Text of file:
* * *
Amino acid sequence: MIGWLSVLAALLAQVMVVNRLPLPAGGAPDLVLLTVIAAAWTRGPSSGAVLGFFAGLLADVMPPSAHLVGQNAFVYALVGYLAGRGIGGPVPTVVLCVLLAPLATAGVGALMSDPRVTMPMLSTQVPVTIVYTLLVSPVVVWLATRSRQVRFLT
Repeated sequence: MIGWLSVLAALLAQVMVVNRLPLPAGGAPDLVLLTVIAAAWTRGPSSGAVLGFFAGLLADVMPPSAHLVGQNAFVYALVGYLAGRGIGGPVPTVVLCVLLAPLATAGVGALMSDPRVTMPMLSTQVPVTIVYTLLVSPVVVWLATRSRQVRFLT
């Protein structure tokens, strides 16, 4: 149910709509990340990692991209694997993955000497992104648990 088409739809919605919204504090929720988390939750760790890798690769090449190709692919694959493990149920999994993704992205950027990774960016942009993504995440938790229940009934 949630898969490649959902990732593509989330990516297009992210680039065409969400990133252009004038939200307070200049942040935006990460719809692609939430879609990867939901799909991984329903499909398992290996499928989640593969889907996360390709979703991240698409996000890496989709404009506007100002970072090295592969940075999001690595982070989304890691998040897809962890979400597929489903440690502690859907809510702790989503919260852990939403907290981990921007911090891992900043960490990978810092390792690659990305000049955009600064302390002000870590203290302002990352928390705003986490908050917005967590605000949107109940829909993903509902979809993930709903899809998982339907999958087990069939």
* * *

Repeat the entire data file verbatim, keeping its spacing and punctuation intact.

Amino acid sequence: MIGWLSVLAALLAQVMVVNRLPLPAGGAPDLVLLTVIAAAWTRGPSSGAVLGFFAGLLADVMPPSAHLVGQNAFVYALVGYLAGRGIGGPVPTVVLCVLLAPLATAGVGALMSDPRVTMPMLSTQVPVTIVYTLLVSPVVVWLATRSRQVRFLT
Repeated sequence: MIGWLSVLAALLAQVMVVNRLPLPAGGAPDLVLLTVIAAAWTRGPSSGAVLGFFAGLLADVMPPSAHLVGQNAFVYALVGYLAGRGIGGPVPTVVLCVLLAPLATAGVGALMSDPRVTMPMLSTQVPVTIVYTLLVSPVVVWLATRSRQVRFLT
């Protein structure tokens, strides 16, 4: 149910709509990340990692991209694997993955000497992104648990 088409739809919605919204504090929720988390939750760790890798690769090449190709692919694959493990149920999994993704992205950027990774960016942009993504995440938790229940009934 949630898969490649959902990732593509989330990516297009992210680039065409969400990133252009004038939200307070200049942040935006990460719809692609939430879609990867939901799909991984329903499909398992290996499928989640593969889907996360390709979703991240698409996000890496989709404009506007100002970072090295592969940075999001690595982070989304890691998040897809962890979400597929489903440690502690859907809510702790989503919260852990939403907290981990921007911090891992900043960490990978810092390792690659990305000049955009600064302390002000870590203290302002990352928390705003986490908050917005967590605000949107109940829909993903509902979809993930709903899809998982339907999958087990069939």